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Article Archive >> Community

Daze of My Life: Aisle Be Back, Unfortunately

Daze of My Life
Aisle Be Back, Unfortunately

I wonder--not worry--about shelf space at supermarkets. Every day, heck, every hour, I imagine, new products are boxed, shipped and contracted for space. In the cookie aisle alone, an aisle with which I am most familiar, there are always, or so it seems, "new" varieties. Most recently I've noticed two chocolate covered types of Oreos that I have not seen before; different versions of Nabisco brand chocolate chip cookies: with cream filling, with peanut butter chips and with white chocolate chips; and Keebler is now making their shortbread fudge stripe cookies, cookies that I have known and loved for many years, in a new cookies 'n cream white fudge striped variety (how could I resist? I couldn't). So where is the shelf space going to come from for all these delicacies?
The supermarkets can't make the shelves any higher. Already many of us can't reach the top shelf. They can't make the shelves any deeper, if they did, they'd have to narrow the shopping lanes within the aisles--there's barely enough width for two shopping carts. They can only stack or shelf so many products at the ends of the aisles because there just isn't enough floor space between the front of the aisles and the registers and the back of the aisles and the dairy/meat/refrigeration/frozen food displays constructed along the outer walls in many of the stores.
And besides, the beltway-type route that circles the aisles is itself already narrow and crowded enough without extending the length of the aisles. In fact, I'm thinking that the stores should paint roadway-type lane markings on the floor to direct us consumers to minimize our poor cart control. Or maybe even install smart park-type technology (like that found at BWI airport) where lights--red or green--would illuminate to alert shoppers to less crowded aisles or aisles that have recently been restocked with some of this week's previously unavailable sale items.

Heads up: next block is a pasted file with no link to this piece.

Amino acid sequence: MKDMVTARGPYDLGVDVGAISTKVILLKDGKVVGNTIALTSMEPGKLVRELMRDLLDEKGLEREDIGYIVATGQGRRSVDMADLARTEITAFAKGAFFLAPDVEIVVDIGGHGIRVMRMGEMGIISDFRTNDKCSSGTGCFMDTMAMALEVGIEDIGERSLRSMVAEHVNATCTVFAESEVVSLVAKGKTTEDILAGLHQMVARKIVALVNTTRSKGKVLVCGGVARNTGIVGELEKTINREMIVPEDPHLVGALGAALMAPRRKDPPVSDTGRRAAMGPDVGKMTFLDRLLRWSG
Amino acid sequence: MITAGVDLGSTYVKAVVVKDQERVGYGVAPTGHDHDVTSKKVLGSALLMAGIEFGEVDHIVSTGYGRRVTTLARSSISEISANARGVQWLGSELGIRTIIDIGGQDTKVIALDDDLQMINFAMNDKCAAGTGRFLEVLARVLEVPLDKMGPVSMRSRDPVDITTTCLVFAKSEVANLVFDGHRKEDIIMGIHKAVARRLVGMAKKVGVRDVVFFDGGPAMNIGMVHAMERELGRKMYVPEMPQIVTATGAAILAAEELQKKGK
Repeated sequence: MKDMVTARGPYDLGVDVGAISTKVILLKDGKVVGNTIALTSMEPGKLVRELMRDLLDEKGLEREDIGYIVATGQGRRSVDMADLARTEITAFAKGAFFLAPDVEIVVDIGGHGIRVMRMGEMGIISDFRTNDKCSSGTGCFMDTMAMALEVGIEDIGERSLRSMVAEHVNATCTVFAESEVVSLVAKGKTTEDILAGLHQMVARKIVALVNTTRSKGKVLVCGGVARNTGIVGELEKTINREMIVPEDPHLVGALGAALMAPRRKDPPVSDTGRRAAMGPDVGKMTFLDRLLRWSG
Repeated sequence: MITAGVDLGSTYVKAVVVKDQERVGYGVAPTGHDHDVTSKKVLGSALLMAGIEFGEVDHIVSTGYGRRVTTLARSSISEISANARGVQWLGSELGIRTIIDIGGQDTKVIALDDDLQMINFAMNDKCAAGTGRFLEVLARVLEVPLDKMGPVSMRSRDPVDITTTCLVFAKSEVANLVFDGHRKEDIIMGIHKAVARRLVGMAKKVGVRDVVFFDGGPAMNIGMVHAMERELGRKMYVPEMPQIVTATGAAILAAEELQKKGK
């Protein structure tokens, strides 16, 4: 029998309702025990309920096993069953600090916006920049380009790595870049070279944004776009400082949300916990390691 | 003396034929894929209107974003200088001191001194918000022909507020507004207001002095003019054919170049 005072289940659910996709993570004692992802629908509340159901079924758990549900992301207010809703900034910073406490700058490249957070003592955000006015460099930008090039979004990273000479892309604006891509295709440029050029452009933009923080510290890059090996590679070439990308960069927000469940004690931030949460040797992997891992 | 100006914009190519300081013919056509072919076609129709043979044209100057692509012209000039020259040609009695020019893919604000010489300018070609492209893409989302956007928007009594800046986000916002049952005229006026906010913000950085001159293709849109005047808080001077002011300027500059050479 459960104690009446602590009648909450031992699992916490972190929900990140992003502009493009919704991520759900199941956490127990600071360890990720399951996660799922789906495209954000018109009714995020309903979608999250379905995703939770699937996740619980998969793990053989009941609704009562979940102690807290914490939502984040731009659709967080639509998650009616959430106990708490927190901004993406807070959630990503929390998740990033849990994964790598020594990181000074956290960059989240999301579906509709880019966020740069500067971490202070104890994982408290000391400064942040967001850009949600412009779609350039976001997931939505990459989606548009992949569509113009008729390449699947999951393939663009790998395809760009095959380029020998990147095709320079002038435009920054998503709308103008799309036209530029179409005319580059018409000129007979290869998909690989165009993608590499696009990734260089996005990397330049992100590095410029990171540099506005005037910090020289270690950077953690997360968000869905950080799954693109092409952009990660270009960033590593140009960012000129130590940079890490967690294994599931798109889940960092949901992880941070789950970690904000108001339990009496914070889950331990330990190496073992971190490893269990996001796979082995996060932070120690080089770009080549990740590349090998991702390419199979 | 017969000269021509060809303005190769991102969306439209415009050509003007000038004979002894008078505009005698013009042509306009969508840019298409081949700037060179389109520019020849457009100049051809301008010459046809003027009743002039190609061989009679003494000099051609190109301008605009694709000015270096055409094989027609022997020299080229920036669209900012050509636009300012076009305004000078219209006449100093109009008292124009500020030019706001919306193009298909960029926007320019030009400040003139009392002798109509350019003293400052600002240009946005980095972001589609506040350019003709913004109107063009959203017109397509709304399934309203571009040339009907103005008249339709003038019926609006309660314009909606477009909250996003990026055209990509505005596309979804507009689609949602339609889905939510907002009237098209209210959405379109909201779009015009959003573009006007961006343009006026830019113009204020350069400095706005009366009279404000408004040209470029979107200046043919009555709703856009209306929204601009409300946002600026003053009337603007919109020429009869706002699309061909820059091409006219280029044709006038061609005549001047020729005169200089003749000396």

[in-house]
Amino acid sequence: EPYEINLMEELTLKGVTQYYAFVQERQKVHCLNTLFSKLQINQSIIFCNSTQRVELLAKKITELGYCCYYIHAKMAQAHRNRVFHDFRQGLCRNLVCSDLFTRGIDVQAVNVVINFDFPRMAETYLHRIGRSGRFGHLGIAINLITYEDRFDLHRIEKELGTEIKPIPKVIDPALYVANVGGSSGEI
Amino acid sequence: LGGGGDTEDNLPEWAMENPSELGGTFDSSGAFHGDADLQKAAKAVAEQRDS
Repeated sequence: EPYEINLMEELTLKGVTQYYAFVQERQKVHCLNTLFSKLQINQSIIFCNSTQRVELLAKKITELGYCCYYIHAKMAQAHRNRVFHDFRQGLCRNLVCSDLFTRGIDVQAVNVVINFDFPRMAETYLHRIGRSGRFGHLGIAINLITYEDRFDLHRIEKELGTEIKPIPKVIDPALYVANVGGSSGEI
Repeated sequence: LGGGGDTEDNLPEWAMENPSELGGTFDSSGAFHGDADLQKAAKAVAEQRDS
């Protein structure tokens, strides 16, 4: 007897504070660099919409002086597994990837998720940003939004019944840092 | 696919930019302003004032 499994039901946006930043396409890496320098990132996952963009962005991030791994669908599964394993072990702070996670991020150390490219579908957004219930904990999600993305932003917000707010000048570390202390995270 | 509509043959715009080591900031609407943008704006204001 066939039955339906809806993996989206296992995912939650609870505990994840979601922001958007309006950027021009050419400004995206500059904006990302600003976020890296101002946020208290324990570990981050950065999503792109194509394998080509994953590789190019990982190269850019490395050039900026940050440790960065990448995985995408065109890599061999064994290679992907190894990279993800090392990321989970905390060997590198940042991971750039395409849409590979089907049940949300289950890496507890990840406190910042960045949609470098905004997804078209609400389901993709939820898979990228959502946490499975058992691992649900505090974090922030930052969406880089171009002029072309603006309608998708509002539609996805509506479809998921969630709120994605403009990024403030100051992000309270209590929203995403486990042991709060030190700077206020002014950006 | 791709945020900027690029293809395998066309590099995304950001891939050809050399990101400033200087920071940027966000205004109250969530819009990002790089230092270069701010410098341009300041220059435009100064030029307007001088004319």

As a practical consideration, with so many new products being added all the time (and with some old products being eliminated), isn't there limited available shelf space, especially for weekly specials? Maybe not. I realize sales are important; to clear inventory, to bait customers, to introduce new products, etc. but, ultimately the store needs you to buy lots of other groceries, not on sale, and they need--and want--you in the store as often as possible. And from the stores perspective, running out of something that was advertised in the weekly advertising circular, which then causes you, the consumer, to have to return to the store might not be so bad--for them.
In many of the supermarkets that I frequent, it seems as if there's so much of so little or so little of so much that unless you want a little of a lot or a lot of a little, you'll likely be going home empty handed and disappointed or be standing in line at customer service to get a rain check. A rain check that means you have yet another reason to return to the store to stop and shop and hopefully find your previously-on-sale items back on the shelves. However, because of all this variety, ironically, more and more I'm finding less and less. Too much of a good thing is beginning to feel like simply too much.
Variety it is often said, is the spice of life (Have you seen the variety of spices available now?) but for me, hoping to find or having to choose, is fast becoming the bane of my shopping existence. Amazingly, I may have reached that saturation point where the lack of supply is beginning to effect my demand.

Kenneth B. Lourie is a regionally syndicated columnist who resides in Burtonsville, MD.

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